The uniform matchup for Super Bowl LI between the New England Patriots and the Atlanta Falcons is official — the Falcons are the designated home team in this year’s Super Bowl and have decided to wear their home uniforms, so the Patriots will be in white. If I’m going to be totally honest, I’m going to say that this definitely won’t crack my personal list of the best-looking Super Bowls, but maybe the quality of the football itself will be good, right?
Since this is the Super Bowl, that means that people are going to over-analyze every tiny bit of statistics and detail when it comes to determining which team has an edge, and we here at sportslogos.net are no different. So the obvious question now is which team will consider their uniform choice as a lucky omen?
If you’re a Patriots fan, then you’re probably feeling more confident than you usually would, because teams who wear white in the Super Bowl are on a nice little hot streak at the moment. Over the past 12 Super Bowls, the team in white is an astonishing 11-1! This includes two occasions where the designated home team chose to wear white — the Broncos wore white last year because their Super Bowl history in orange is absolutely horrific, and the Steelers wore white in Super Bowl XL because they had worn white throughout the entire playoffs and just decided to roll with it. So much for “home, sweet home.”
As far as this season is concerned, Patriots fans have another reason to feel confident in this uniform choice — they finished a perfect 7-0 while wearing white this season. Granted, it’d be very hard to find blemishes on a team that finished a season 14-2, but the Patriots have shown that it doesn’t matter what they’re wearing or where they’re playing: They’re going to be in prime position and very prepared to pick up a victory.
When it comes to their red uniforms, the Falcons have had a very solid season — they finished the 2016-17 season (including the playoffs) with an 8-2 record in their red uniforms, with the only two losses coming way back in Week 1 against the Tampa Bay Buccaneers and in Week 13 against the Kansas City Chiefs. The 8-2 record includes two games away from the friendly confines of the Georgia Dome — the Falcons wore red for their Week 3 rivalry tilt against the New Orleans Saints, and also got to wear red in Week 14 against the Los Angeles Rams. Both of those games were convincing victories for Atlanta, so the Falcons are clearly comfortable in red no matter where they are.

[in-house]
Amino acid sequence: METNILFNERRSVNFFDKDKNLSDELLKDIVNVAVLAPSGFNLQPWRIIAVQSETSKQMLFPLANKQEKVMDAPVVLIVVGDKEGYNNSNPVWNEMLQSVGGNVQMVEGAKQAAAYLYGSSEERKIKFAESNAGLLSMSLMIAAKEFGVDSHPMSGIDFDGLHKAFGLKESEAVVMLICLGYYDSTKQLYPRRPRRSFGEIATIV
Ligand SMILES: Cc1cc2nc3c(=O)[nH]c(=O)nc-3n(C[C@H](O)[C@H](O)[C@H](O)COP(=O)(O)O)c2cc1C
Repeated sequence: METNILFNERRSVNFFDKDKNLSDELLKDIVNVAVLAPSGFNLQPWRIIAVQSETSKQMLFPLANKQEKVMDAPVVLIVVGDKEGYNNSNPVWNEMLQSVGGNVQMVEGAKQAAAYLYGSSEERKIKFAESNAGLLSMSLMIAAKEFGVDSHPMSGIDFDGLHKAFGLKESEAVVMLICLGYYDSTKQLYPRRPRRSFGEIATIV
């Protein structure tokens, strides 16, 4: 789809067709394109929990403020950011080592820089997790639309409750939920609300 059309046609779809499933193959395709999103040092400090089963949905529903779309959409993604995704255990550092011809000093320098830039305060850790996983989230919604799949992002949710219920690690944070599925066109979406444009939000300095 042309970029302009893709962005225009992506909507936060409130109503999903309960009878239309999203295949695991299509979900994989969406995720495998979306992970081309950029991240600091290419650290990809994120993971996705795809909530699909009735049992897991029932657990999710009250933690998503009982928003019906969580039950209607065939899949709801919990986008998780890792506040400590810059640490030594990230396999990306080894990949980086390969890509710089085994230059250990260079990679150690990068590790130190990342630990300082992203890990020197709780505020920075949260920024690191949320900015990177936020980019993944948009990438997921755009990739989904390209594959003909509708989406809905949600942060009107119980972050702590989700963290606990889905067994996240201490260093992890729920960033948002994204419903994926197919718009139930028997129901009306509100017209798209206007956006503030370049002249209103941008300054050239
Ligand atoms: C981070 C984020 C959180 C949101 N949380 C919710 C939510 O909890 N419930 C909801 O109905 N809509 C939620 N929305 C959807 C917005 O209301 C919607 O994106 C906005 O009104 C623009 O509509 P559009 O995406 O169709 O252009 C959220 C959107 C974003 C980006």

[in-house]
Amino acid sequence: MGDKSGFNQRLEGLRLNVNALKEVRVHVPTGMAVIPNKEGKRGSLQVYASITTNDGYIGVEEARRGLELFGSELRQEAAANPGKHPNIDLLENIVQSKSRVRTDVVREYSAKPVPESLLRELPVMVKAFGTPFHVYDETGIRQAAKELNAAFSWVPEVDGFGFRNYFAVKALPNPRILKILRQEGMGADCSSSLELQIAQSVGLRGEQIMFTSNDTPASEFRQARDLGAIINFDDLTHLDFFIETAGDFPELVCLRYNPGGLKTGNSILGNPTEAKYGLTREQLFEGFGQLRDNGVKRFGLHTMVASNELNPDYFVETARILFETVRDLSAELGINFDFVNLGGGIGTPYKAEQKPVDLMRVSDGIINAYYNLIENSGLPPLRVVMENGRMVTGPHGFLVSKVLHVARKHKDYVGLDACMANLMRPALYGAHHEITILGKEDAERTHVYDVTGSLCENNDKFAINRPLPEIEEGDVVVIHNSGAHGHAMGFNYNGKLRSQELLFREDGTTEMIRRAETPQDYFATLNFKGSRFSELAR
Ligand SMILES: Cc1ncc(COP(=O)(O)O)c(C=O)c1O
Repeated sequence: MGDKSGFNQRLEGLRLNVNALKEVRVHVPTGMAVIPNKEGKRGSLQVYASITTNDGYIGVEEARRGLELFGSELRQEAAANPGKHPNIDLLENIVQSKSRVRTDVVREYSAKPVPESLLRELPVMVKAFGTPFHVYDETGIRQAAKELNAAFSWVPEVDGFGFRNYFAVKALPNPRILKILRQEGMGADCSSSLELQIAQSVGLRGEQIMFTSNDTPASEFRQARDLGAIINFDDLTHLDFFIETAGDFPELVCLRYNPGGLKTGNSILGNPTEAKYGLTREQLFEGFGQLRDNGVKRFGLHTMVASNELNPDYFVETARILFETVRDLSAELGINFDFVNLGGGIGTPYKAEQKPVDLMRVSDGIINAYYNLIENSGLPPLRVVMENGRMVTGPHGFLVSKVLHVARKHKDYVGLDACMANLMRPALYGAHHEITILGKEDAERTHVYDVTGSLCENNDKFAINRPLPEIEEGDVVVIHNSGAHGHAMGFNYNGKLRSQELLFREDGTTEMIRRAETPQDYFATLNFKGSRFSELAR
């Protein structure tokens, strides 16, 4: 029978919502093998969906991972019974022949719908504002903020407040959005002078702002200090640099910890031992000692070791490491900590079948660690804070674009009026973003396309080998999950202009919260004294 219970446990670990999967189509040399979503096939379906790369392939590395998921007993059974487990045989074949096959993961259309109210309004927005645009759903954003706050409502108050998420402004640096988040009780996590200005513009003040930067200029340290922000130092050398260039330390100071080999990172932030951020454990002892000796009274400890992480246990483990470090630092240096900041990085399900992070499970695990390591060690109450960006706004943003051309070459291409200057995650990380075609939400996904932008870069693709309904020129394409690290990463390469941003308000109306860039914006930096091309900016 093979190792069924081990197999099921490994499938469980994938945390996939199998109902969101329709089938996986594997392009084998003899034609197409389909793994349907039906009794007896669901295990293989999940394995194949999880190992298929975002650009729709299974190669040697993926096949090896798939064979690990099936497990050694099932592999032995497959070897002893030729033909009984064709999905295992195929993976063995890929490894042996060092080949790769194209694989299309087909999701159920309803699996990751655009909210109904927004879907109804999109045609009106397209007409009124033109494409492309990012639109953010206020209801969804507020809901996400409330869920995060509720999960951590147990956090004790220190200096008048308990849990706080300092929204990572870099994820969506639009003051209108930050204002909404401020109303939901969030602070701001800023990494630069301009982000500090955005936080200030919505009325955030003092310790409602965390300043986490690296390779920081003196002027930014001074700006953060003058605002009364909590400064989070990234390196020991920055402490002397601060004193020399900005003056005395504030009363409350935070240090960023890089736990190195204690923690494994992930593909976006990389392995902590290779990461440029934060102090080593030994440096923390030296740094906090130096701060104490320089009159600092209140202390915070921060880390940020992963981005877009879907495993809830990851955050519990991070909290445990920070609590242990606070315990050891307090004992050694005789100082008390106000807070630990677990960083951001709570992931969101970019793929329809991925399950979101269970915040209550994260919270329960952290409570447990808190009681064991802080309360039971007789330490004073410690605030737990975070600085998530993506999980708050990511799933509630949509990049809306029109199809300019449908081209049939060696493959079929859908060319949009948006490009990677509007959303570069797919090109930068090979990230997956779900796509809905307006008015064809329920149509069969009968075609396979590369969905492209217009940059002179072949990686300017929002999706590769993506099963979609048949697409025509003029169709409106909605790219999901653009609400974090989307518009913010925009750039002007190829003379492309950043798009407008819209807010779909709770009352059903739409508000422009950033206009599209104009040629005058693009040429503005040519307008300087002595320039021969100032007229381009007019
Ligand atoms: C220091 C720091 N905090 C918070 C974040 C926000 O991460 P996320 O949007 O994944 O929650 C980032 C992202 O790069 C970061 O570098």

The Falcons may have a good record in red this year, but how have teams historically fared in the Super Bowl while wearing the bold color? Let’s just say that the history is about as even as a red-and-black checkerboard that you’ll see on a park bench somewhere. Since Super Bowl IV back in 1969, nine teams have worn red (I’m including Washington’s burgundy from Super Bowl VII because, come on, look at it) in the big game and on five occasions, the red team ended up taking the Lombardi Trophy. The most recent team to win a Super Bowl while wearing red jerseys was Atlanta’s rival in Florida — the Tampa Bay Buccaneers, who took home Super Bowl XXXVII in convincing fashion. Meanwhile, the most recent team to wear red in the Super Bowl may want to forget it, as the San Francisco 49ers lost a heartbreaker in Super Bowl XLVII.
The quality of those nine games has varied widely as well. There have been close games — such as the epic Super Bowl XXIII between the 49ers and Bengals — and there have been complete laughers — like Super Bowl XX, which is a game that makes longtime Patriots fans extremely grateful for their recent history of dominance.
So, what does this mean as far as the actual game on the field is concerned? Absolutely nothing. The uniform colors won’t decide the result of the game — the 22 various players on the field will. Still, it’s fun to look into the numbers of stuff like this, right? However, the obvious takeaway is that if the uniform choice did actually play a factor in the matchup, then the Patriots may already have a leg up in this year’s matchup.
Credit to gridiron-uniforms.com for the links and © Photo: Daniel Shirey-USA TODAY Sports